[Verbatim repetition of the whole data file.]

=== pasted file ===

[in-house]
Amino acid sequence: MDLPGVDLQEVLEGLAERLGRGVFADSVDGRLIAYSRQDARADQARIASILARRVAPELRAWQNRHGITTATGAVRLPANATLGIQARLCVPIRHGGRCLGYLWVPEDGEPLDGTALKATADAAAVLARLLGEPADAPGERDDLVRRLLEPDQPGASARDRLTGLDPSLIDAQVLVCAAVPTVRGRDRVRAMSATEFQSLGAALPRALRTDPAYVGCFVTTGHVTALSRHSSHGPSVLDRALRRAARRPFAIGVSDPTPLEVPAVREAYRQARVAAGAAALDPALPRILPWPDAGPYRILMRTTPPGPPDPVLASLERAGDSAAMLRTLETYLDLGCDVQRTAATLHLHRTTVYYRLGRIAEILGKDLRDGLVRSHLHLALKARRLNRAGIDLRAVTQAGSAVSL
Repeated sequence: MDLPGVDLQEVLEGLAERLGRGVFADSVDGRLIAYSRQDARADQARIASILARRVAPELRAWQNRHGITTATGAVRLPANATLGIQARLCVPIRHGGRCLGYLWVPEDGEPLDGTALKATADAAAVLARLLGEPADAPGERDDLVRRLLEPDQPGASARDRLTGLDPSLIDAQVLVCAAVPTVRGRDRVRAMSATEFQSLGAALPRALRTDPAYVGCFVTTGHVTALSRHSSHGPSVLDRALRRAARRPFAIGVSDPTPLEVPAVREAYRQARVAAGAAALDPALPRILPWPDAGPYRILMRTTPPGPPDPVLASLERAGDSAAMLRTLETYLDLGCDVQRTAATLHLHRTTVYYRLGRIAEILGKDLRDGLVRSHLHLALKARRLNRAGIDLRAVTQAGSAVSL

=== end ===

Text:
[in-house]
Amino acid sequence: MDLPGVDLQEVLEGLAERLGRGVFADSVDGRLIAYSRQDARADQARIASILARRVAPELRAWQNRHGITTATGAVRLPANATLGIQARLCVPIRHGGRCLGYLWVPEDGEPLDGTALKATADAAAVLARLLGEPADAPGERDDLVRRLLEPDQPGASARDRLTGLDPSLIDAQVLVCAAVPTVRGRDRVRAMSATEFQSLGAALPRALRTDPAYVGCFVTTGHVTALSRHSSHGPSVLDRALRRAARRPFAIGVSDPTPLEVPAVREAYRQARVAAGAAALDPALPRILPWPDAGPYRILMRTTPPGPPDPVLASLERAGDSAAMLRTLETYLDLGCDVQRTAATLHLHRTTVYYRLGRIAEILGKDLRDGLVRSHLHLALKARRLNRAGIDLRAVTQAGSAVSL
Repeated sequence: MDLPGVDLQEVLEGLAERLGRGVFADSVDGRLIAYSRQDARADQARIASILARRVAPELRAWQNRHGITTATGAVRLPANATLGIQARLCVPIRHGGRCLGYLWVPEDGEPLDGTALKATADAAAVLARLLGEPADAPGERDDLVRRLLEPDQPGASARDRLTGLDPSLIDAQVLVCAAVPTVRGRDRVRAMSATEFQSLGAALPRALRTDPAYVGCFVTTGHVTALSRHSSHGPSVLDRALRRAARRPFAIGVSDPTPLEVPAVREAYRQARVAAGAAALDPALPRILPWPDAGPYRILMRTTPPGPPDPVLASLERAGDSAAMLRTLETYLDLGCDVQRTAATLHLHRTTVYYRLGRIAEILGKDLRDGLVRSHLHLALKARRLNRAGIDLRAVTQAGSAVSL